SPSS TUTORIALS FULL COURSE BASICS ANOVA REGRESSION FACTOR

# SPSS Data Preparation 5 – Inspect Variables

## 6. Inconvenient Distributions

(Overview and data file are are found here)

Let's first state this clearly: we don't exclude variables simply because their distributions are not to our liking. What we mean by “inconvenient distributions” are variables that don't really provide us with useful information.
This point is perhaps best explained by an example. Let's inspect q4. Since it's an ordinal variable, we'll create its frequency table and bar chart as usual: frequencies q4/barchart.

Right. Technically, there's nothing wrong with this variable. However, virtually all respondents have given the same answer. That is, this variable doesn't really provide us with any useful information. We might therefore remove it from the data or at least exclude it from analysis.
A different and more subtle example of inconvenient distributions are distributions looking very unusual. This may indicate that a variable doesn't really represent what it's supposed to.

## 7. Small Categories

(Overview and data file are are found here)

Let's now inspect nation. This is a nominal variable so we'll run its frequency distribution and bar chart: frequencies nation/barchart.

Again, there's nothing really wrong with this variable. However, many small categories being present is often undesirable. For example, let's inspect the average room prices per nationality by running means rprice by nation. The resulting table is overly large and many average prices are based on only 1, 2 or 3 respondents. Having many small categories also complicates some statistical procedures. In practice, we'll probably merge these small categories into one and label it “Other nationality”.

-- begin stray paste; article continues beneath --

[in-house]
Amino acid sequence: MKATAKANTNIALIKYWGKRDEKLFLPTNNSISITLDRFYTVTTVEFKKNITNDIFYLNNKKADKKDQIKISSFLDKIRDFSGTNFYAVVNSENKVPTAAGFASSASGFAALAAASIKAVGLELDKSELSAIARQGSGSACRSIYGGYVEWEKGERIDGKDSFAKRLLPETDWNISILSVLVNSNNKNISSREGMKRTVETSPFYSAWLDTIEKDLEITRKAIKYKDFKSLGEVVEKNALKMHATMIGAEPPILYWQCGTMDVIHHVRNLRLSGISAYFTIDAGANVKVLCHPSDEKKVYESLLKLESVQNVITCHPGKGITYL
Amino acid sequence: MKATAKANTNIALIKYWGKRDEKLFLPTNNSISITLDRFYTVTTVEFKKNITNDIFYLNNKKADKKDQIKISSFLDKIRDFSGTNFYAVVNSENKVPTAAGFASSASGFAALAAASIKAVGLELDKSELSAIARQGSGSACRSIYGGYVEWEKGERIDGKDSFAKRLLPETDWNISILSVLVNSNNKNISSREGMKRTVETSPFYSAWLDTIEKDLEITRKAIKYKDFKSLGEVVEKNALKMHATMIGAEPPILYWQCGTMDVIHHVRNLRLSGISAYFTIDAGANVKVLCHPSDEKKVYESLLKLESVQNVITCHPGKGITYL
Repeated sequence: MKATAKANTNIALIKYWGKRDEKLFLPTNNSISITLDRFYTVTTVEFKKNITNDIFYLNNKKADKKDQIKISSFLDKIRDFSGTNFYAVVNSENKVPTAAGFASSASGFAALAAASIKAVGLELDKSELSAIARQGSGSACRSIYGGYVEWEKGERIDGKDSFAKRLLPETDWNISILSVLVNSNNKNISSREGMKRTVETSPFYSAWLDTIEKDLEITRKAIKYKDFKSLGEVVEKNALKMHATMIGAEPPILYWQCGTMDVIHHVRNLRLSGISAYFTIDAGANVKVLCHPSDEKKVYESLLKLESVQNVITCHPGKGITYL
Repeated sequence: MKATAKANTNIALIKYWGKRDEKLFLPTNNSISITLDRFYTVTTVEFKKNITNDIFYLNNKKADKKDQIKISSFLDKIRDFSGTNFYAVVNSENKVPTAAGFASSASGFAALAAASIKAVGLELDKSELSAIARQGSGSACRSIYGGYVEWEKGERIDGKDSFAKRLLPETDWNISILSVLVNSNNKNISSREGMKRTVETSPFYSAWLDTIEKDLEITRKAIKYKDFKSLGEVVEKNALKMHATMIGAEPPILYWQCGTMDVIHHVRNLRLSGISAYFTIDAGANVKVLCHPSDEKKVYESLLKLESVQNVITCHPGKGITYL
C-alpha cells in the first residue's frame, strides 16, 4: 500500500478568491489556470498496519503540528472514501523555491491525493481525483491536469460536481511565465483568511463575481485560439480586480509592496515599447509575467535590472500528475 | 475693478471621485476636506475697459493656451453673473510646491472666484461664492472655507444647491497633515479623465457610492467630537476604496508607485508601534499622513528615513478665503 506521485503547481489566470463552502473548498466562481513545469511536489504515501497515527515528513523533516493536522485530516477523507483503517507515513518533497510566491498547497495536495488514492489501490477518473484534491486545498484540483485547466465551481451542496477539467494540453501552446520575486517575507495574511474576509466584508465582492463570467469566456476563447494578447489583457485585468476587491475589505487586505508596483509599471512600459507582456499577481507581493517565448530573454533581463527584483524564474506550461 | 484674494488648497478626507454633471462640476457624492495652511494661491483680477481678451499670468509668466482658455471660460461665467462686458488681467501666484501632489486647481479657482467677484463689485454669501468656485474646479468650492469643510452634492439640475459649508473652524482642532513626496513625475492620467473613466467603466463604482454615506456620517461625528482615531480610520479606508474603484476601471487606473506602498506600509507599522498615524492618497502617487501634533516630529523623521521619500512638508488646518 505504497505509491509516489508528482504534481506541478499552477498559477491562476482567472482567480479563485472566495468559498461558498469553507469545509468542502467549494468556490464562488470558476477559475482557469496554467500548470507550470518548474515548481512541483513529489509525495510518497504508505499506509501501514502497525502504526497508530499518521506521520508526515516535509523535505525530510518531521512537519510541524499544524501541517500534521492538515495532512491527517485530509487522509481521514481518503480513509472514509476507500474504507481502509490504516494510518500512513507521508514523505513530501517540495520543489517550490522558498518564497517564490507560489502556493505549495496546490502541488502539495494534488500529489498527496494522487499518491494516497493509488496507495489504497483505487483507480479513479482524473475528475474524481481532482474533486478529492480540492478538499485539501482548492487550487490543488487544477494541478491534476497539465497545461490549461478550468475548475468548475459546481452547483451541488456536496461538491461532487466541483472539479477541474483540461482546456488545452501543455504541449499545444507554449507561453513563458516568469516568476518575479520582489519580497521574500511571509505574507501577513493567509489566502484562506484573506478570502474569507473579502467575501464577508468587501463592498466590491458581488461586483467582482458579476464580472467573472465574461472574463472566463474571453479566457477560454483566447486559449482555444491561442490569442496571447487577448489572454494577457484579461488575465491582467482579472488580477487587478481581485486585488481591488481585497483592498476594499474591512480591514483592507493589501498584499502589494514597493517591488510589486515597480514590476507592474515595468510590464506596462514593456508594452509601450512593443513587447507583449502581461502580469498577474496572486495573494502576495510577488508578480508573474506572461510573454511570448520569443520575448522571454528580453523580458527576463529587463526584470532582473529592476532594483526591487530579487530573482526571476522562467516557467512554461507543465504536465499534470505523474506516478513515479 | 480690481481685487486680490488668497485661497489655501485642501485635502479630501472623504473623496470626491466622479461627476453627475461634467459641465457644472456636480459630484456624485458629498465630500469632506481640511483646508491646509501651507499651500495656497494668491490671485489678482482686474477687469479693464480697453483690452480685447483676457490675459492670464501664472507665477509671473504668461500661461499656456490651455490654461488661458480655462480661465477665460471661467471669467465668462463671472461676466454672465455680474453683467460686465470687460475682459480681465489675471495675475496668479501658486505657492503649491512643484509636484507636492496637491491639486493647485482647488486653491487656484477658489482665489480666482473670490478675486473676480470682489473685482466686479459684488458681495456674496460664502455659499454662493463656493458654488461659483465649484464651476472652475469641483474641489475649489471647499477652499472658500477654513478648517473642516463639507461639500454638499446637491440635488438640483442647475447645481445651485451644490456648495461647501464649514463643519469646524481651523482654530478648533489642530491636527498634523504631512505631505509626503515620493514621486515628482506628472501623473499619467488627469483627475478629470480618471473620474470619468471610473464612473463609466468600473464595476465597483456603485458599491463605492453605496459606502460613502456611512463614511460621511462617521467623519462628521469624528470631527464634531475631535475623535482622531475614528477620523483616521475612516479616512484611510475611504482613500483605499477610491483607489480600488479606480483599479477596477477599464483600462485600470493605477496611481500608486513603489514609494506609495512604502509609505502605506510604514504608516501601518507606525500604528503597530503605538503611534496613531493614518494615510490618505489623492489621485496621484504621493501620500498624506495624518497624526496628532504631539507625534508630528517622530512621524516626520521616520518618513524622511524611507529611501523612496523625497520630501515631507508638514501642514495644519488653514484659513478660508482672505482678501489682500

## 8. Undesirable Coding

(Overview and data file are are found here)

An example of undesirable coding is seen when inspecting q5. This is an ordinal variable so we'll inspect its frequency table and barchart by running frequencies q5/barchart.

At first glance, this variable looks good. We do need to specify 6 as a user missing value and there's some system missing values too but altogether there's not that many missing values. The bar chart looks good too: no weird distribution or small categories.
However, note that the lowest value (1) reflects the most positive attitude (“Very good”). There's nothing really wrong with that but for ordinal variables we usually want higher values to reflect higher amounts or more positive attitudes. This is especially important if we want to compare variables with different coding schemes.

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